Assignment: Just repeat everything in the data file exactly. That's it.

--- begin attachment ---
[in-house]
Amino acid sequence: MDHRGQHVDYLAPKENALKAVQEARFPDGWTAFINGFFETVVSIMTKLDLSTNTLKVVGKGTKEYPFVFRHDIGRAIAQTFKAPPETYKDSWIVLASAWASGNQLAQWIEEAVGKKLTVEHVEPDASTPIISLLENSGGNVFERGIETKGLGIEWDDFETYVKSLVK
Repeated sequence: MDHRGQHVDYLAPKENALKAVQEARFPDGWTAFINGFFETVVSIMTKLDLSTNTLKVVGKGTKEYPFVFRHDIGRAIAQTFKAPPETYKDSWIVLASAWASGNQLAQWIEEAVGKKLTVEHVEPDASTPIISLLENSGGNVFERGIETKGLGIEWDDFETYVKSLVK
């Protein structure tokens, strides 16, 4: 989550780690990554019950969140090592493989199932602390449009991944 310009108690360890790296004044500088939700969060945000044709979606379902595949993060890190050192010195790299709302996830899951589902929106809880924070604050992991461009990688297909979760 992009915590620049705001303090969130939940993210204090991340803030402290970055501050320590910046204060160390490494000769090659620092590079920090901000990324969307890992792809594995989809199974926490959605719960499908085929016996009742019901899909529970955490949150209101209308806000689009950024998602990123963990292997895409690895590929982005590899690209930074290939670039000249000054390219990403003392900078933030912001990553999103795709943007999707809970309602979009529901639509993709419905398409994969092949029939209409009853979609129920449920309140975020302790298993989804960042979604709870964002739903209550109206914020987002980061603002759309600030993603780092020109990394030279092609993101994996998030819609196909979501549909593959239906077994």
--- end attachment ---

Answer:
[in-house]
Amino acid sequence: MDHRGQHVDYLAPKENALKAVQEARFPDGWTAFINGFFETVVSIMTKLDLSTNTLKVVGKGTKEYPFVFRHDIGRAIAQTFKAPPETYKDSWIVLASAWASGNQLAQWIEEAVGKKLTVEHVEPDASTPIISLLENSGGNVFERGIETKGLGIEWDDFETYVKSLVK
Repeated sequence: MDHRGQHVDYLAPKENALKAVQEARFPDGWTAFINGFFETVVSIMTKLDLSTNTLKVVGKGTKEYPFVFRHDIGRAIAQTFKAPPETYKDSWIVLASAWASGNQLAQWIEEAVGKKLTVEHVEPDASTPIISLLENSGGNVFERGIETKGLGIEWDDFETYVKSLVK
């Protein structure tokens, strides 16, 4: 989550780690990554019950969140090592493989199932602390449009991944 310009108690360890790296004044500088939700969060945000044709979606379902595949993060890190050192010195790299709302996830899951589902929106809880924070604050992991461009990688297909979760 992009915590620049705001303090969130939940993210204090991340803030402290970055501050320590910046204060160390490494000769090659620092590079920090901000990324969307890992792809594995989809199974926490959605719960499908085929016996009742019901899909529970955490949150209101209308806000689009950024998602990123963990292997895409690895590929982005590899690209930074290939670039000249000054390219990403003392900078933030912001990553999103795709943007999707809970309602979009529901639509993709419905398409994969092949029939209409009853979609129920449920309140975020302790298993989804960042979604709870964002739903209550109206914020987002980061603002759309600030993603780092020109990394030279092609993101994996998030819609196909979501549909593959239906077994």